When people bring up Bigfoot, they often cite evidence that lacks credibility. Yet even in the absence of tangible, physical proof of Bigfoot’s existence, people are still willing to embrace the beast as fact. This is how myths persist. The folklore of Bigfoot has not ceased in recent years and the same false narratives continue to be passed around the internet.Myths exist in every facet of our lives. From cryptid creatures like Bigfoot haunting our Pacific Northwest, to the notion that eating before swimming increases risks of muscle cramps, myths permeate our culture.

Myths even permeate the world of buildings codes. Recently, the Northeast Energy Efficiency Partnerships (NEEP) released a paper, Construction Codes in the Northeast: Myths and Realities of Energy Code Adoption and its Economic Effects, that looks at some of the most common myths in the buildings codes world.

The report analyzed construction permit data from 2014-2017 and coupled it with data that projects the square footage of both new residential and commercial building stock for the next five years in order to create a complete picture of the economic development of the building sector and identify opportunities states have for energy savings and economic growth by implementing more robust energy efficiency codes.

 

The Myth: Opponents of updated energy codes state that it will be too costly for builders, contractors, and homebuyers if updated energy codes are adopted. This is due to the perceived extra work, complexities, and materials needed to build to a new code. This myth persists with lack of evidence just like the story of our fictional hairy friend from the Pacific Northwest. .

The Reality: Luckily, we have the facts, data, and information available to prove that updated energy codes do not halt construction starts, and can in fact show the opportunities for deep energy savings. Energy codes are the only building codes that pay for themselves through occupant energy savings. Construction permit data tells the story of economic development, trends in building types and sizes, as well as trends in geographic location of construction projects by county. Using this information, NEEP shows that there is no correlation between updated energy code adoption and slowed down construction. Instead, the opposite is true. This information is useful for states, local governments, and other policymakers to target geographic centers of development for new energy efficiency initiatives, energy codes, or code compliance training programs.

States can take this information and use it to inform their energy code training programs. For instance, if it is clear that commercial construction is on the rise, an energy code compliance enhancement program can be tailored to meet the needs of the commercial sector, while locating those trainings in counties with higher development rates.

Savings estimated to be available in the Northeast and Mid-Atlantic states.

Projected additional square footage data has allowed us to determine the potential energy, cost, and greenhouse gas emissions savings for each state in the NEEP region to show the effectiveness of an updated energy code. The NEEP region stands to save $584,964,954.31 if every state from West Virginia to Maine updates to the latest energy code. These savings would be realized by renters, homeowners, property managers, businesses, and so many others who utilize and pay for energy.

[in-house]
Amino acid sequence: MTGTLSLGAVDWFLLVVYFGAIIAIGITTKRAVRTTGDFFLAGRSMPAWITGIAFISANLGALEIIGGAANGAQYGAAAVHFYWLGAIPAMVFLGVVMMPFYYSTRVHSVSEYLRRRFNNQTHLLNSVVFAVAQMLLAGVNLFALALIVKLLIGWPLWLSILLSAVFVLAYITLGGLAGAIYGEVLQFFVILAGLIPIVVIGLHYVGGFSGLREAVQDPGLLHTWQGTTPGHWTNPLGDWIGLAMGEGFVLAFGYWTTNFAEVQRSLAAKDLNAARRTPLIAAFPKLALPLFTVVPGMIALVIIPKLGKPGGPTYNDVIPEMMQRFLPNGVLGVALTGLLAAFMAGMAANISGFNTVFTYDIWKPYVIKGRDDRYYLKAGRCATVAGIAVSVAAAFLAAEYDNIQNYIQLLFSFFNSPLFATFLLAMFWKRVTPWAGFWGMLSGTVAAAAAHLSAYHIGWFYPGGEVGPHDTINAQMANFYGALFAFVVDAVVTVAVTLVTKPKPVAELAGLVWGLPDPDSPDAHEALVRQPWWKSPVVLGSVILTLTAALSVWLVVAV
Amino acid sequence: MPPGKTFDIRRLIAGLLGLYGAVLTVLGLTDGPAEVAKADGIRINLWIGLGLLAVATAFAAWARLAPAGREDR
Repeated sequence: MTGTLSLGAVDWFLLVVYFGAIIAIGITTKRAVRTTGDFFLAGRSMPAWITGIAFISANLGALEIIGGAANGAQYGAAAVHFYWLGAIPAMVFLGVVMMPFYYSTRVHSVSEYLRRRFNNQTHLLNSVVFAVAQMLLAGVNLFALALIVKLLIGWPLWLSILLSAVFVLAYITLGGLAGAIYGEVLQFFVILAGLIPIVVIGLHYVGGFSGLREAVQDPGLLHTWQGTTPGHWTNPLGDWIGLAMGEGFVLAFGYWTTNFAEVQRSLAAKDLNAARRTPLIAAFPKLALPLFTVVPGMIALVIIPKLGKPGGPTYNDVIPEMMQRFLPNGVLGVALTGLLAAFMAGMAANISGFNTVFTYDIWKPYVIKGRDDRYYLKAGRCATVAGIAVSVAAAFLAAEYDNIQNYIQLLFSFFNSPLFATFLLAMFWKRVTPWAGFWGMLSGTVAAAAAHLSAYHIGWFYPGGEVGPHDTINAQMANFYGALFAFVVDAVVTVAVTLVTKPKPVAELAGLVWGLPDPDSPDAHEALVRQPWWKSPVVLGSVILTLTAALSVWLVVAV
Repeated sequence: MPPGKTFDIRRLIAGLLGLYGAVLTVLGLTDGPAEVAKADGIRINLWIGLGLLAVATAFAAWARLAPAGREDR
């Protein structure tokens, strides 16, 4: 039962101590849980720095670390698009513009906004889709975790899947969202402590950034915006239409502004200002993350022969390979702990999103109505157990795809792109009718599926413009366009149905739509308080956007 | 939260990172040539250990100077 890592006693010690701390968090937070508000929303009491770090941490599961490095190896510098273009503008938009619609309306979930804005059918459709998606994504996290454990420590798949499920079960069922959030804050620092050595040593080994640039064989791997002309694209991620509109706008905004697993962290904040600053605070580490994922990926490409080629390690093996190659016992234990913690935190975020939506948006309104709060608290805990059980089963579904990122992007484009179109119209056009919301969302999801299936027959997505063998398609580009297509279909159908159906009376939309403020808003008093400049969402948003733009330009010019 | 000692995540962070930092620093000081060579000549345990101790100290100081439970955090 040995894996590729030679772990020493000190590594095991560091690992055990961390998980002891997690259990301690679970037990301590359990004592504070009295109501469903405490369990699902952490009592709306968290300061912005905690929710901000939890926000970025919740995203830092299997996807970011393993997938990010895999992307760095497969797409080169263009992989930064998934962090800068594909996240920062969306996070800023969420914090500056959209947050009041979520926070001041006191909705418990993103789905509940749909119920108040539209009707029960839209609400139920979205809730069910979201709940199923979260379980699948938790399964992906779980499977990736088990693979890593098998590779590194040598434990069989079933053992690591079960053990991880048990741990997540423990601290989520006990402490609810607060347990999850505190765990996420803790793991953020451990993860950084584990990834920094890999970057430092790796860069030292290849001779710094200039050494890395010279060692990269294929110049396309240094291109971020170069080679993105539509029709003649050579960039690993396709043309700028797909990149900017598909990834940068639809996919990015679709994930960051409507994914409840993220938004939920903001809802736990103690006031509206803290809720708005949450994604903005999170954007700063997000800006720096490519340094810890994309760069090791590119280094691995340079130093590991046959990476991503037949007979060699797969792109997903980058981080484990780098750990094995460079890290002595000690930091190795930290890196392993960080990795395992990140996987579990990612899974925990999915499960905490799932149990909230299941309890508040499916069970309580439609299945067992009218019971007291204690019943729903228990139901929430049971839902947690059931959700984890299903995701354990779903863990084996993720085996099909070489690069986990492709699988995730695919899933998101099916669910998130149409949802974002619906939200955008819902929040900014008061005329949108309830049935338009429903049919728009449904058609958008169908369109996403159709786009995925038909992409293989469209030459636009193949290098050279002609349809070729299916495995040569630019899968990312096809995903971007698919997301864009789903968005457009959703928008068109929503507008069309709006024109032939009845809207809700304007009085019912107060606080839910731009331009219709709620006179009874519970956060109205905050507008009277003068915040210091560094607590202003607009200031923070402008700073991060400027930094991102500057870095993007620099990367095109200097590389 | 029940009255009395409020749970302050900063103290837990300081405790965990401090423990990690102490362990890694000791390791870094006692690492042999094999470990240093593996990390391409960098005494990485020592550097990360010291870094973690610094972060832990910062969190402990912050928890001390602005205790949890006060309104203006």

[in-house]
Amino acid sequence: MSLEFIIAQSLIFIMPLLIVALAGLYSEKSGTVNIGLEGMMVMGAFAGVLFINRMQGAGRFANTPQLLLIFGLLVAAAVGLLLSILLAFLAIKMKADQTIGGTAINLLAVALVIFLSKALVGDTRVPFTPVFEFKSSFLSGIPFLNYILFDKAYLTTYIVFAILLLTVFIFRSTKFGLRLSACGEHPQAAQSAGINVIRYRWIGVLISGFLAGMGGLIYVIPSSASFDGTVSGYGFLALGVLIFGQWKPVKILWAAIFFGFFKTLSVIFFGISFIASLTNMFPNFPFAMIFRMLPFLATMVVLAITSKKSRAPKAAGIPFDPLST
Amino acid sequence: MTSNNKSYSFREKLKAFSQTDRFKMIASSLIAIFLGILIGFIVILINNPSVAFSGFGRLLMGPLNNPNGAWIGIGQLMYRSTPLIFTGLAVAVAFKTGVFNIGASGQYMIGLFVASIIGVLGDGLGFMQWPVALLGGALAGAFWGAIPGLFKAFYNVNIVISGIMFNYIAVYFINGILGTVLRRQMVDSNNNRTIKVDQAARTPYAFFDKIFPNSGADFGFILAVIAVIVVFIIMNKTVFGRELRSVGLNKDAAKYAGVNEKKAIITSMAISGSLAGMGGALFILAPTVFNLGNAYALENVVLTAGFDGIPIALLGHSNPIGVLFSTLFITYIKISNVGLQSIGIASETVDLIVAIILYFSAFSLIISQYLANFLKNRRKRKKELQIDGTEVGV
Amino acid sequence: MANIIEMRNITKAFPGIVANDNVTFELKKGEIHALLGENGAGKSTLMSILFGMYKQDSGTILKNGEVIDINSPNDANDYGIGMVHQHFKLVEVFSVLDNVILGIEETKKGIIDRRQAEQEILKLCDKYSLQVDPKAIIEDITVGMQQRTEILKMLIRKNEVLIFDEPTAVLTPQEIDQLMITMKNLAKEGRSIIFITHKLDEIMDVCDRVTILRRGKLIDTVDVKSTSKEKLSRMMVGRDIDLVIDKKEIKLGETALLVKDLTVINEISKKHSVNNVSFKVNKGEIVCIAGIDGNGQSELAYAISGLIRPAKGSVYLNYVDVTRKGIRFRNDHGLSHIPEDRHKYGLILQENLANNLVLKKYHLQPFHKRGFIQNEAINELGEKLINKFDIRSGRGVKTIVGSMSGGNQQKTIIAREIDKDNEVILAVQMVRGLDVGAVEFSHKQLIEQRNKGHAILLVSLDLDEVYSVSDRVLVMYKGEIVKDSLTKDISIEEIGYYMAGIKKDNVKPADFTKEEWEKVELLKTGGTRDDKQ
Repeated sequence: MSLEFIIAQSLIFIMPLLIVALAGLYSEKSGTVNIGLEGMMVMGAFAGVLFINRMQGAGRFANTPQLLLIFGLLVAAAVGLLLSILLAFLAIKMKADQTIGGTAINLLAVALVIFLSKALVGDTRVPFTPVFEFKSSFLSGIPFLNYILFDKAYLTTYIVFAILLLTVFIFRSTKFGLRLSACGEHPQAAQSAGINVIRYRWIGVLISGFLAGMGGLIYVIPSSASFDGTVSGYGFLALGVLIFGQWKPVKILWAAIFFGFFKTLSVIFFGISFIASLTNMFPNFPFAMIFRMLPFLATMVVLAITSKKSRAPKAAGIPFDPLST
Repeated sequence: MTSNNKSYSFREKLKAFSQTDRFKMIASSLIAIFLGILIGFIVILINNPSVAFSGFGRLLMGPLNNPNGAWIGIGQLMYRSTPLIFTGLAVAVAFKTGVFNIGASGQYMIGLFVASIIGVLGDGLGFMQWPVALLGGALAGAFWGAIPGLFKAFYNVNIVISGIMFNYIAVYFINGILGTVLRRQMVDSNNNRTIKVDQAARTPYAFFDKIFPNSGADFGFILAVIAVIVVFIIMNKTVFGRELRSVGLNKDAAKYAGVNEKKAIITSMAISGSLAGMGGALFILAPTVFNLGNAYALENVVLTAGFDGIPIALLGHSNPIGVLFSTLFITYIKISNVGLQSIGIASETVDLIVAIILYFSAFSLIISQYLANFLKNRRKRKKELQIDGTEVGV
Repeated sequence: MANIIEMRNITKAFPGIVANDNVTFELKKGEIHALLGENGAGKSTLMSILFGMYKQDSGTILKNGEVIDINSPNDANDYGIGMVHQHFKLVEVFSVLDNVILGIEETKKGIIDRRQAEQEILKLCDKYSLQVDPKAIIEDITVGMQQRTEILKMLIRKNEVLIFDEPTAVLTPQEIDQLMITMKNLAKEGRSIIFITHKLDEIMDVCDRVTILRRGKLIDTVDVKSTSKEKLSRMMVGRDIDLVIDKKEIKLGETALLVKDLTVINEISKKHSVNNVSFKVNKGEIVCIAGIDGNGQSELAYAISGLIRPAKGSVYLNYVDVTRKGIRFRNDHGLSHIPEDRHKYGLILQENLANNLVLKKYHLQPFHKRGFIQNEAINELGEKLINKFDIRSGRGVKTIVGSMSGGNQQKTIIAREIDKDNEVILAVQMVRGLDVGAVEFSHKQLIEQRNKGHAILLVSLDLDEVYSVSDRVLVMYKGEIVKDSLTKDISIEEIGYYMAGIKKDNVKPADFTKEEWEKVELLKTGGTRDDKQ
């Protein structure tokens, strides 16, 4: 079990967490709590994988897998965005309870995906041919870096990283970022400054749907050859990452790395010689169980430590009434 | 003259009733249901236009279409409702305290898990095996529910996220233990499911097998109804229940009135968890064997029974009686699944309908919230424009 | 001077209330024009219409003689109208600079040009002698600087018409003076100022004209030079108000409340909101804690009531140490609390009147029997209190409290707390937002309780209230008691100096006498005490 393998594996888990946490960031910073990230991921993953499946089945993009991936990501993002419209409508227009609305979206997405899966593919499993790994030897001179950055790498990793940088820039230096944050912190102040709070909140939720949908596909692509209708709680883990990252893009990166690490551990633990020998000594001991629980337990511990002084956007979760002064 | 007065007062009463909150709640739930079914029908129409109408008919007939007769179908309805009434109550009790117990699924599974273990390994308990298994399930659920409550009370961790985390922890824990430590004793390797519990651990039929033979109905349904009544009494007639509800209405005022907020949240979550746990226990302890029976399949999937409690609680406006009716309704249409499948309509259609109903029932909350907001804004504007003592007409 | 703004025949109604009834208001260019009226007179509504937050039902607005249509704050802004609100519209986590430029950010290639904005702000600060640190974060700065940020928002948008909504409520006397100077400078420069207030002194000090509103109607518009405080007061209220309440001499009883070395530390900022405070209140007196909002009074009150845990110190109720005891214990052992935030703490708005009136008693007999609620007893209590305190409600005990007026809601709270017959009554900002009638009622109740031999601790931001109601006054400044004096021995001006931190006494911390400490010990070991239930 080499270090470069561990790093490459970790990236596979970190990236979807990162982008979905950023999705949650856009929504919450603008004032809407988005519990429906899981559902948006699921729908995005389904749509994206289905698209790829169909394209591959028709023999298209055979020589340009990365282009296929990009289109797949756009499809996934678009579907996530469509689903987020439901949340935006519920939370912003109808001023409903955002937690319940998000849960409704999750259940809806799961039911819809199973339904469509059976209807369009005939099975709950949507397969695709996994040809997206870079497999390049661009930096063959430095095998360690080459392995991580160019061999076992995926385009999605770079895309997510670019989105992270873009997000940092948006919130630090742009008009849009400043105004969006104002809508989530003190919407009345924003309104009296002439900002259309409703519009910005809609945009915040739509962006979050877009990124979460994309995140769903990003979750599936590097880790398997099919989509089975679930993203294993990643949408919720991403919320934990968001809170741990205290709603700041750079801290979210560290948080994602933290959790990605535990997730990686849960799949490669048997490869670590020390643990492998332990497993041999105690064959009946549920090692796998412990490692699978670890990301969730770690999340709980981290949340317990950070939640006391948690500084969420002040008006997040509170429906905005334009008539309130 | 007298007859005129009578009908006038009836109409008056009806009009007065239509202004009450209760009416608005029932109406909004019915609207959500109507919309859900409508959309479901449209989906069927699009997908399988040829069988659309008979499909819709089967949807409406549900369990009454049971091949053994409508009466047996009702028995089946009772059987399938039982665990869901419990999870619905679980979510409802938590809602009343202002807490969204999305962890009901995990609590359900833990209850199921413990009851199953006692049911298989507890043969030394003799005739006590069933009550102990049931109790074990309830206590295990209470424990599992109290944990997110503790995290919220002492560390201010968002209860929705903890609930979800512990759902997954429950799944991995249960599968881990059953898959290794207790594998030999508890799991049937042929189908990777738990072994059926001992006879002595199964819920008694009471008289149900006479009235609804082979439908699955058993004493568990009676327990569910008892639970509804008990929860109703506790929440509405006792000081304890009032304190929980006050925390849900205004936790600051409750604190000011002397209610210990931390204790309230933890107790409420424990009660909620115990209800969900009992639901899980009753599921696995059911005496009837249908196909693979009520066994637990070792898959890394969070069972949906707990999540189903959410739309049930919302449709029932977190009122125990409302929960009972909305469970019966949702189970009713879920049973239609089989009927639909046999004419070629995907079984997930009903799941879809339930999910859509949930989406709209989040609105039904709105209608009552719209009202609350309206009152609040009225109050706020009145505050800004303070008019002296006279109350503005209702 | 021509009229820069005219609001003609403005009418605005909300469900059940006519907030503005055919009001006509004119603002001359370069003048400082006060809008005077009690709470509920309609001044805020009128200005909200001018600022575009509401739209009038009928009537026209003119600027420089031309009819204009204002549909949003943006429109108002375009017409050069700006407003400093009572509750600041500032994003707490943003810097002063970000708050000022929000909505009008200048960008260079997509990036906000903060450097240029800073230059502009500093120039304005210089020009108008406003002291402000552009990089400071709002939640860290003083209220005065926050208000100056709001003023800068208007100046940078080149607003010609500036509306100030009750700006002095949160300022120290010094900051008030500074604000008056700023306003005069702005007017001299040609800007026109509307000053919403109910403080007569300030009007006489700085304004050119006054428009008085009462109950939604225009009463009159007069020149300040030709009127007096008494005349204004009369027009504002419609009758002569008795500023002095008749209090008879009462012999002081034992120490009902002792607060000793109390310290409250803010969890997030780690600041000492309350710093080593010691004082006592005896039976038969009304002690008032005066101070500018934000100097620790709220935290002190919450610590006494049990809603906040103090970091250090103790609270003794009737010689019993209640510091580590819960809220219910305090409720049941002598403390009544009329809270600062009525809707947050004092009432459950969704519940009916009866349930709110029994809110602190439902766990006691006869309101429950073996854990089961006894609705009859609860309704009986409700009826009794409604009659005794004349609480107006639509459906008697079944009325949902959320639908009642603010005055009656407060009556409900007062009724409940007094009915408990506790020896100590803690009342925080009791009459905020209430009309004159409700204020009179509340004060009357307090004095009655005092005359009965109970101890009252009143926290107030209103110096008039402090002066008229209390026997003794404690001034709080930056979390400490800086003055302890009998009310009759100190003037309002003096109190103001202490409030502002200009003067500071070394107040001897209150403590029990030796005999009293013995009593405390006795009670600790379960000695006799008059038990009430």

Spotlight: Maine

Our analysis shows that Maine has the opportunity to realize significant savings from an updated commercial and residential energy code. Currently, Maine utilizes the 2009 International Energy Conservation Code (IECC), while all other codes were updated to the 2015 I-Codes, which includes fire, mechanical, and plumbing codes, in January of this year. These codes are published in conjunction with each other and are intended to go hand-in-hand to increase the safety and efficiency of Maine’s building stock.

 

Savings estimated to be available in the State of Maine.

 

Maine’s energy code also contains an amendment that states that any community with fewer than 4,000 people does not need to comply with the energy code. An updated energy code, without the <4,000 amendment, could help Maine realize huge savings, increased comfort for building occupants, and safer buildings overall.

With almost two-thirds of Maine households using fuel oil as a primary heating source, and an average January temperature high of 28 degrees Fahrenheit, the state’s residents would benefit greatly from tighter building envelopes and more insulation that would come with an updated energy code.

When designing an energy code compliance enhancement program to ensure the above-mentioned savings are realized, training is the key initiative that can help improve compliance rates. If Maine updates its energy code, a training campaign could be deployed to counties of increased building development. For example, Cumberland County contains 26 percent of all commercial building developments. Commercial energy code trainings could be targeted to this area in order to reach a maximum number of builders, architects, building officials, and energy code offices.

 

Key Takeaways

  1. Updating state energy codes does not contribute to any slowdowns in construction activity.
  2. An updated energy code creates opportunities for increased cost, energy, and greenhouse gas emissions savings.
  3. Construction permit data, both residential and commercial, across the NEEP region shows that we are increasing the square footage of conditioned space, making energy code updates critical in helping states reach their goals, including:
• Greenhouse gas emissions reductions goals

• Utility load reductions

• Increased resiliency during extreme weather events like hurricanes and superstorms.

 

 

Christina Rohrbacher is High Performance Buildings Associate at NEEP. This post was originally published on the NEEP Blog.